With the America's Cup gone completely multihull, catamarans are a hot topic in sailing circles
People are including them in their boat research, and discovering cruising catamarans
have as much as 50% more room than a monohull of the same boat
length. What is almost as interesting is they are bright and airy, do not heel (lean) under sail
and are incredibly stable both at
anchor and under way. In other words, these boats are a lot more
comfortable than a comparable sailing monohull and women love them.
So why isn't everyone sailing one?
In asking around in various marinas over the years,
I've discovered almost everyone is aware of a catamaran's benefits
and that the main factor limiting catamaran ownership seems
to be their price tags.
Which brings me to why I created this website. Catalac Catamarans are affordable, a solid boat design, and good choice for anyone's next boat. With 600 cruising catamarans built, Catalac Catamarans are a boat building success story and are very well known in Europe, yet not so much in America. This makes them a hidden gem in today's boat marketplace, and one of the best values available in cruising catamarans today.
More on Catalac Catamarans here
Bottom line, this website is worth your time if you're interested in reading about what I would call 'Affordable Cruising Catamarans', as here you'll find info to help people who are serious in locating the right boat. What you should also know is there's no hidden agenda, as the author of these pages is a retired guy who is not a boat broker nor does he sell anything boat related for a living. This website is my hobby.
are one of the very few small catamarans crossing the Atlantic these days
(Catalac 900 S/V Horizons 2013), Catalac 10M S/V Blue Felix 2014, and
the S/V Angel Louise (2012) crossing from Florida to England. Making Catalacs number 1 among older and smaller catamarans still making ocean passages.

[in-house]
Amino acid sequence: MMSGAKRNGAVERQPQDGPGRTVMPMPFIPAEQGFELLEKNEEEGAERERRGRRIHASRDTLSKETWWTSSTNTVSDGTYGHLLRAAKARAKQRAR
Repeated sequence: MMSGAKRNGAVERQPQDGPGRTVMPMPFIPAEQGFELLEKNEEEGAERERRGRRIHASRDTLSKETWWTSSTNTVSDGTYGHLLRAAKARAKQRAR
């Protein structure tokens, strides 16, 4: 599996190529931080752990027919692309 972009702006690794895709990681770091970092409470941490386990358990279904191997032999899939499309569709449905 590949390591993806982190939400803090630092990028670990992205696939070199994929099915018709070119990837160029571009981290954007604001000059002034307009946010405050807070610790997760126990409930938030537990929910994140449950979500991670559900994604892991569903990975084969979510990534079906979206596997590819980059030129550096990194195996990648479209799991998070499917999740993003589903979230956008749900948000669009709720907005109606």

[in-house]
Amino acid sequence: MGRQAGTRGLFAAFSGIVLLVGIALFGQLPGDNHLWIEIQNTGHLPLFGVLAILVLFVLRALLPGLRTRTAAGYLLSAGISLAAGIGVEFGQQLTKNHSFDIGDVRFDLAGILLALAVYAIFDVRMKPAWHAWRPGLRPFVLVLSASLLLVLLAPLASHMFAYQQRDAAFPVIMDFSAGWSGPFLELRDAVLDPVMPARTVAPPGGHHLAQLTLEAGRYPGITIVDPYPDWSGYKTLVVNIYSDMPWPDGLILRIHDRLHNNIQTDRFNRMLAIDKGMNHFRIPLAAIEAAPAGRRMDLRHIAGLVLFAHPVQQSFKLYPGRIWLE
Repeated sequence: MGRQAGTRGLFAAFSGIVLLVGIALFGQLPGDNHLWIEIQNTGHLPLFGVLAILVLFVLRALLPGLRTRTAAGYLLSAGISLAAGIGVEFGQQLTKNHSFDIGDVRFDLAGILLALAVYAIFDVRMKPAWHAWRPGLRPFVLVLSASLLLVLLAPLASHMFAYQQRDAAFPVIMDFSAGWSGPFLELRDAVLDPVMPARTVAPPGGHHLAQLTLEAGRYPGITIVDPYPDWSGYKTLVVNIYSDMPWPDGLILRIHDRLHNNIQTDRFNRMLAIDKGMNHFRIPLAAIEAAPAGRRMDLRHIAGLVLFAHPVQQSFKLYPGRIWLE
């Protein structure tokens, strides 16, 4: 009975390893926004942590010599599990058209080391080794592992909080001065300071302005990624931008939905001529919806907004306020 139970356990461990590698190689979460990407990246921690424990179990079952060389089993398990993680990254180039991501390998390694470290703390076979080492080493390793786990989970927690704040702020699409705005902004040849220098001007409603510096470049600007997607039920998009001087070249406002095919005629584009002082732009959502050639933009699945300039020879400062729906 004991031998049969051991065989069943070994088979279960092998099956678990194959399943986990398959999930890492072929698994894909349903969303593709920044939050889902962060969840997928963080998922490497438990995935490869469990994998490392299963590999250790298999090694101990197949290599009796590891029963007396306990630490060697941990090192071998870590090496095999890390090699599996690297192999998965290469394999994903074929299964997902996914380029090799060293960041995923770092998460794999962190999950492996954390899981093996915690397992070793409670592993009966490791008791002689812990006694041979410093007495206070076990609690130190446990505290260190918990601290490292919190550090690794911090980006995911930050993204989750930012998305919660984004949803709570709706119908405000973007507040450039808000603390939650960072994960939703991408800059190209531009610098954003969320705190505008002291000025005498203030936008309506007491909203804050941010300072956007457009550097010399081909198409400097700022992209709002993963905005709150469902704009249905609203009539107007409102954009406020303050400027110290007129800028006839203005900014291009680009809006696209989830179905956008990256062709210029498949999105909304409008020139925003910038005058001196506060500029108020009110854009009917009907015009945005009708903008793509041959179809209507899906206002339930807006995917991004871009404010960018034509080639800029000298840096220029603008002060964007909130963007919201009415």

Although Catalac Catamarans are older, and by todays standards, smaller boats than what you see offered in newer boat models. they were designed and built to sail the North Sea by Tom Lack, a legendary builder of British catamarans. The boats were built with double thick fiberglass hulls and are much stronger by design than newer boats and 25 years later, are still crossing oceans.
Some years ago when I dug deep into the realm of pre owned Cruising Catamarans, Catalac catamarans surprised me by quickly rising to the top of the proverbial list. Their solid fiberglass hulls are a design feature which probably has something to do with the reason almost all of these boats are still sailing and some are crossing Oceans to this day, and why they age so gracefully.
It also would be fair to say that they just don't build them like this any more. Catalacs are built with thicker hulls, thicker decks and cabins, as well as sturdier masts and rigging than the Caribbean boats. They simply have more "in" them and therefor age very gracefully. This graceful aging becomes very apparent when shopping for a catamaran and coming across any Catalac in local boat yards. They still look fantastic compared to all alternatives. So good in fact, that more than one American has traveled to England, found a Catalac, and brought her back to America. There just aren't that many comparable stories.
Catalac 9M - Sailing Catamaran
Catalac 9M catamaran under sail. These British built 30 foot boats cross oceans.
I have to comment on one popular
option explored by many people when boat shopping and that's having a look at ex charter
boats which have recently come out of charter. As a rule, we
advise caution with these catamarans as they have the wrong